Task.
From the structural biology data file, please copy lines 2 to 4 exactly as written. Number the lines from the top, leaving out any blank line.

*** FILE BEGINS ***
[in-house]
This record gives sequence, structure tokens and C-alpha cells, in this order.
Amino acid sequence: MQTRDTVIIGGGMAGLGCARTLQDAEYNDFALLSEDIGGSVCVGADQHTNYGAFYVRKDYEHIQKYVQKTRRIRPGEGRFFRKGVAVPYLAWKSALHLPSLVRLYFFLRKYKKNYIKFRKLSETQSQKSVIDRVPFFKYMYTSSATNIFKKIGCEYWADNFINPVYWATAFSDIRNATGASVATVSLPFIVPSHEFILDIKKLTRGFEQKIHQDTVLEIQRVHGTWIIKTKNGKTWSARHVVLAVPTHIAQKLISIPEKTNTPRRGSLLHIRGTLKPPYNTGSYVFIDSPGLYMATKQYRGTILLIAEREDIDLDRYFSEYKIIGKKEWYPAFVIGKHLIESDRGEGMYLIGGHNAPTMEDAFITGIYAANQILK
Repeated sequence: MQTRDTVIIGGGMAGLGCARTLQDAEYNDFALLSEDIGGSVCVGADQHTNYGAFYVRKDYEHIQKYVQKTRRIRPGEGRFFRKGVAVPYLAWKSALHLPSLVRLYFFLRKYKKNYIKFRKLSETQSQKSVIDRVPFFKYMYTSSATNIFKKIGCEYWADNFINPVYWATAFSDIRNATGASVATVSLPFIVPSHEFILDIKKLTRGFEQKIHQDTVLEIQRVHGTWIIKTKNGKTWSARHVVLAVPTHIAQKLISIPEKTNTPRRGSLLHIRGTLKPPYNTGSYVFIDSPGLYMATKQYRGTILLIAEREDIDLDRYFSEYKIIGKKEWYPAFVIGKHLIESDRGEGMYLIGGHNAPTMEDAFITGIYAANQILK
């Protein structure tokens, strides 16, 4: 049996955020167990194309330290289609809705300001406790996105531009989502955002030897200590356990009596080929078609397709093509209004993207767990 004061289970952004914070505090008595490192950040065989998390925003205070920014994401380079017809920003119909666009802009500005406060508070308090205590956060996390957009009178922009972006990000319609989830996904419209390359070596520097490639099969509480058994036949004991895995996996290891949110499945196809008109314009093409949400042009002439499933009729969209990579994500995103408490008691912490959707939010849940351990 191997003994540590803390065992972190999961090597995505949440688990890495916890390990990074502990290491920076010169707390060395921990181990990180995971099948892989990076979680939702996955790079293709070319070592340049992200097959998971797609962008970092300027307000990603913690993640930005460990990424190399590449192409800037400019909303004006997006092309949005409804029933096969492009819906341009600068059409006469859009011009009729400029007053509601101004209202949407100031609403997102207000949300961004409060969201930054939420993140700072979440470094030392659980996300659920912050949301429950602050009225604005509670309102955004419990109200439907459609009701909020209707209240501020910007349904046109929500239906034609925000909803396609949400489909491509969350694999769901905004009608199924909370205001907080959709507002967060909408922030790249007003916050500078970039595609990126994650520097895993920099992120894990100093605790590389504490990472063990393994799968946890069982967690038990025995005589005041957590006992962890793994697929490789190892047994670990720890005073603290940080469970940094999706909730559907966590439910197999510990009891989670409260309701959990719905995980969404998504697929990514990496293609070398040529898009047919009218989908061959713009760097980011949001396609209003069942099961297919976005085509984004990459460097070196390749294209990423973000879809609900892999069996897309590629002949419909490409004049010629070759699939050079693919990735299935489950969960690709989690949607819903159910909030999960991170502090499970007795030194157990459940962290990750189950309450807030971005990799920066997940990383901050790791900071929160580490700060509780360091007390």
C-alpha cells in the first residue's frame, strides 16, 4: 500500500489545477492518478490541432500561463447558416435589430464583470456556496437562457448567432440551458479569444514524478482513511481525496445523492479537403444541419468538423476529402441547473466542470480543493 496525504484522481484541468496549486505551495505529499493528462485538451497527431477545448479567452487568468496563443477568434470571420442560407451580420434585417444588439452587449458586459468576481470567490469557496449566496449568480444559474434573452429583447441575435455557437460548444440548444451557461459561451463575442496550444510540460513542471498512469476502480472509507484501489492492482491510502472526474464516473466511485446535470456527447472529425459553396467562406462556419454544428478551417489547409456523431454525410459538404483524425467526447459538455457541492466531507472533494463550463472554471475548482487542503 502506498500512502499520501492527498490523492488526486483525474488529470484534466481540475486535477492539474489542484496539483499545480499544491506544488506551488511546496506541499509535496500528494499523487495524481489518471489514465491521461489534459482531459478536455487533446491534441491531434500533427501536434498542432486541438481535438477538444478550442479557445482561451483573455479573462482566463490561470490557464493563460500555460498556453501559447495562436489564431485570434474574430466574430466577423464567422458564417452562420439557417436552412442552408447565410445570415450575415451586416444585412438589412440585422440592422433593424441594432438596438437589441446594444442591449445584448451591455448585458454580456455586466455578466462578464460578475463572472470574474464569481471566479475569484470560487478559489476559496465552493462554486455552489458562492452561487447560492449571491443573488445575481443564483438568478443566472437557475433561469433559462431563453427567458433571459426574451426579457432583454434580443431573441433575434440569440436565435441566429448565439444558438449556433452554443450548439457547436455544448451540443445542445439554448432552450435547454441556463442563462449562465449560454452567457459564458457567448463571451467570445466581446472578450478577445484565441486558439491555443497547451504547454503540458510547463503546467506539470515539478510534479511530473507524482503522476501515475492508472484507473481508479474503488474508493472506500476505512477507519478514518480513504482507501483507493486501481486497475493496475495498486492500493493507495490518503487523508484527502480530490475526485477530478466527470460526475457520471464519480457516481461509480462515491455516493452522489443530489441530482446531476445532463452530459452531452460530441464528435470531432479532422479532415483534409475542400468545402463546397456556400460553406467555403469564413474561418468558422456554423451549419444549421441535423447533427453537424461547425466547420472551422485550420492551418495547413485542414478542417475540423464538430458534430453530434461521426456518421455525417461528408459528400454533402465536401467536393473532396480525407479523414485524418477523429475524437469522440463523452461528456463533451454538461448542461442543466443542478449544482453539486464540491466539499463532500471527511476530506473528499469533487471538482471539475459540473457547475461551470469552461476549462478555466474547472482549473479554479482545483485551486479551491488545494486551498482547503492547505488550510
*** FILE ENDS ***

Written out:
This record gives sequence, structure tokens and C-alpha cells, in this order.
Amino acid sequence: MQTRDTVIIGGGMAGLGCARTLQDAEYNDFALLSEDIGGSVCVGADQHTNYGAFYVRKDYEHIQKYVQKTRRIRPGEGRFFRKGVAVPYLAWKSALHLPSLVRLYFFLRKYKKNYIKFRKLSETQSQKSVIDRVPFFKYMYTSSATNIFKKIGCEYWADNFINPVYWATAFSDIRNATGASVATVSLPFIVPSHEFILDIKKLTRGFEQKIHQDTVLEIQRVHGTWIIKTKNGKTWSARHVVLAVPTHIAQKLISIPEKTNTPRRGSLLHIRGTLKPPYNTGSYVFIDSPGLYMATKQYRGTILLIAEREDIDLDRYFSEYKIIGKKEWYPAFVIGKHLIESDRGEGMYLIGGHNAPTMEDAFITGIYAANQILK
Repeated sequence: MQTRDTVIIGGGMAGLGCARTLQDAEYNDFALLSEDIGGSVCVGADQHTNYGAFYVRKDYEHIQKYVQKTRRIRPGEGRFFRKGVAVPYLAWKSALHLPSLVRLYFFLRKYKKNYIKFRKLSETQSQKSVIDRVPFFKYMYTSSATNIFKKIGCEYWADNFINPVYWATAFSDIRNATGASVATVSLPFIVPSHEFILDIKKLTRGFEQKIHQDTVLEIQRVHGTWIIKTKNGKTWSARHVVLAVPTHIAQKLISIPEKTNTPRRGSLLHIRGTLKPPYNTGSYVFIDSPGLYMATKQYRGTILLIAEREDIDLDRYFSEYKIIGKKEWYPAFVIGKHLIESDRGEGMYLIGGHNAPTMEDAFITGIYAANQILK